Visual Arts

The western portrayal of Africans in popular culture: are we too sensitive?

by Melinda Ozongwu

Obama - Ghana

We are always on the lookout for African references in mainstream popular culture. Whether in film, music, contemporary art or sports, we crave African representation and acknowledgement on an international level. We know every actor, musician and sports personality with the slightest bit of African heritage. Hence Africa’s full embrace of Barack Obama.

Oftentimes these African references are made without negative intention and merely for the sake of entertainment, but even the small and seemingly meaningless can hold power depending on the context and its interpretation.

"I’m a young money millionaire, tougher than Nigerian hair"A Millie lyrics, Lil Wayne

When Lil Wayne mentions Nigeria, we hear it. As for being proud of, or liking what he is saying, that’s debatable. Do African-Americans not have “tough” hair? Filmmakers, artists and musicians frequently draw on stereotypes and culture for material and inspiration, and Africans are not exempt from the pool. Although public opinion can be formed by such stereotypes, truth be told, most stereotypes are the combination of truth, opinion and outright fiction.  

People take these references to heart, they feel offended and racially attacked, but sometimes reference also indicates relevance. If the only mention of Africa is on the news channels, we have a problem. The dimension of Africa has increased in the global public's consciousness; we're no longer just war, coup and famine stories in the news headlines. A result of our development is the invitation to be mocked and mimicked. Since we're no longer sitting on the bench, we have to play. In my early teens in school in America, I was asked if my country, Uganda, was near Zamunda. Yes, the fictitious African country made famous by the film Coming to America. I could only laugh. I don’t believe it regressive of us to laugh at the exaggerated, the fiction, because we are smart enough to know the difference between entertainment and reality. On the other hand, not everyone does, and that's often our concern.

To this day, the segment from Eddie Murphy’s Raw where he jokes about bringing an African “crazy, naked zebra [woman], butt naked with a big bone in her nose and a big plate in her lip” home to America is seen as controversial.

But while Raw was filled with content that most stand-up comedy contains - racism, sexism, profanity, in 1987, where else was Africa being mentioned other than charity relief efforts?

The international impression of the typical African, isn’t only exploited through Hollywood and other avenues though, we often do it ourselves. At times we give people what we think they want to see, hear and pay for – and money talks. There are African musicians out there – mostly in the so-called “world music” genre – who sing in languages they aren’t really conversant in and dress in generic “African” attire while they claim to represent “the people”. In reality they are just trying to get some of that Young Money too, and that’s okay, but we probably shouldn’t blame the audience when we too are partaking in the projection of images we find objectionable or restrictive.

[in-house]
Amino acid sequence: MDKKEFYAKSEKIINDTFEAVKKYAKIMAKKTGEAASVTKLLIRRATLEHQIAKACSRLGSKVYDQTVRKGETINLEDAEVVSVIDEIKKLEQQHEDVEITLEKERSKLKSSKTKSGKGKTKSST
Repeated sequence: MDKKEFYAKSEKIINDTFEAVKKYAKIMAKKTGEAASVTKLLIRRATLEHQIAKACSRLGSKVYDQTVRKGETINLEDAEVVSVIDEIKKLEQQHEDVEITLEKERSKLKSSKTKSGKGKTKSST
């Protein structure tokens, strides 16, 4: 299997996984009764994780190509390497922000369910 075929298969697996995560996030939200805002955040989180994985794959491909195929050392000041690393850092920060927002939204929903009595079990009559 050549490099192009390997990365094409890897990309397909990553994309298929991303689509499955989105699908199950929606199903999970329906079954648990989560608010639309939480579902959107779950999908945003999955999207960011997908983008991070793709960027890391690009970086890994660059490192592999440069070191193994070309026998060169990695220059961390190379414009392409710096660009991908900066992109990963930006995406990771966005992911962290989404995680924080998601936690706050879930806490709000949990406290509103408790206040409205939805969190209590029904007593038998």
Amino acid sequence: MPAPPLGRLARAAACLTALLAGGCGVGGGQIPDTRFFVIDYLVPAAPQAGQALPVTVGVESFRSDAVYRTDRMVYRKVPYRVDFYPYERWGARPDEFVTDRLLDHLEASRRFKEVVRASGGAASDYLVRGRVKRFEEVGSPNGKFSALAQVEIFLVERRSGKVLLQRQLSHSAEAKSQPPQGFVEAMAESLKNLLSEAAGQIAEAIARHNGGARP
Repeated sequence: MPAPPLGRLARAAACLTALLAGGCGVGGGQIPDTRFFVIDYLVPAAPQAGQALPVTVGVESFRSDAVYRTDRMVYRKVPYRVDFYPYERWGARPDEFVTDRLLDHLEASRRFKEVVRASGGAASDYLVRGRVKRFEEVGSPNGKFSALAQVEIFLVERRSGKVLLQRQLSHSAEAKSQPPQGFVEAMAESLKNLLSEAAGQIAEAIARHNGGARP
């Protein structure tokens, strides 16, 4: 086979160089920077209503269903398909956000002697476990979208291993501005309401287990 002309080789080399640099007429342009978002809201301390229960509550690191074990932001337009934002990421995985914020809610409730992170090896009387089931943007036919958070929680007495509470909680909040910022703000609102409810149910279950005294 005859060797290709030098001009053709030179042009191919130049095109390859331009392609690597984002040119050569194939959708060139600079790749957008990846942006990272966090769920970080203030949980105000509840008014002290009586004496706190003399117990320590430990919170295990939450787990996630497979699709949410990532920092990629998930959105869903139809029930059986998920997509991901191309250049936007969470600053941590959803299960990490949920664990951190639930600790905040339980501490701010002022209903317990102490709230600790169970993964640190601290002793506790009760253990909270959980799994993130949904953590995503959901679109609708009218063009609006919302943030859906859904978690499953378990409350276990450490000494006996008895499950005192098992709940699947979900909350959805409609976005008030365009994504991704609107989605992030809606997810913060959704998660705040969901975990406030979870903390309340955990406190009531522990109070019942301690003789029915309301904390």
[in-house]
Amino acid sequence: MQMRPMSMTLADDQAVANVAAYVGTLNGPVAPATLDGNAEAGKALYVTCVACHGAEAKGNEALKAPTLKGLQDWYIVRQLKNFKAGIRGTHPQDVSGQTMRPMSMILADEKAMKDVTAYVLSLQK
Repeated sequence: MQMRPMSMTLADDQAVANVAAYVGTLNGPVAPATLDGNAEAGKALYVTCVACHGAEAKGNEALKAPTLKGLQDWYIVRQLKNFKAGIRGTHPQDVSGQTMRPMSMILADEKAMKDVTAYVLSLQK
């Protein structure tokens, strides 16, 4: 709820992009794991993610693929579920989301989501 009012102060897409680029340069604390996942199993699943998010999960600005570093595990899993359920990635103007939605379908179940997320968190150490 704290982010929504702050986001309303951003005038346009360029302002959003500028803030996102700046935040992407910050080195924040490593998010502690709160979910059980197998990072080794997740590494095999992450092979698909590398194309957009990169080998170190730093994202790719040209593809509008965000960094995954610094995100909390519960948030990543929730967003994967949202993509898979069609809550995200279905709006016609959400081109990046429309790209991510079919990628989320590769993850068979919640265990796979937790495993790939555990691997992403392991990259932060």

Recently, when a Swedish minister cut a cake in the shape of a black African woman complete with blood-red sponge at a celebration of World Art Day, African Swedes were outraged.

The artist, Makode Linde, who is black and Swedish, said the piece was meant “to create a Westerner’s perception of Africa in contrast to the real picture of slavery and oppression”. The controversy continues to rage, but the minister, whose resignation is being demanded by the Association for African Swedes, didn’t specify that the first slice should be cut from the genital area and then fed to the artist posing as the head of the cake while he screamed and moaned. The artist did. The museum in which the incident took place has received bomb threats, but it was only fulfilling its function as an institution for the exhibition of art. The fact that the artist was of African descent provided a false sense of security to all those present, the assurance that everything must be okay because an African was behind it. Only now do they know that we too partake in the projection of the stereotypes we complain about.  

What is more offensive than any stereotypical mention or feature of an African in a film, song or piece of art is the manipulation of the truth about Africa on platforms that are meant for educational purposes and fact-based information, e.g. history books that are still in use today. In my opinion all the rest is fair play, just as it is for everyone else in the world. For us to be so sensitive, implies far too much weakness, a lack of confidence and sense of humor. We are tough people from a tough continent, all the way from Zamunda to Nigeria.

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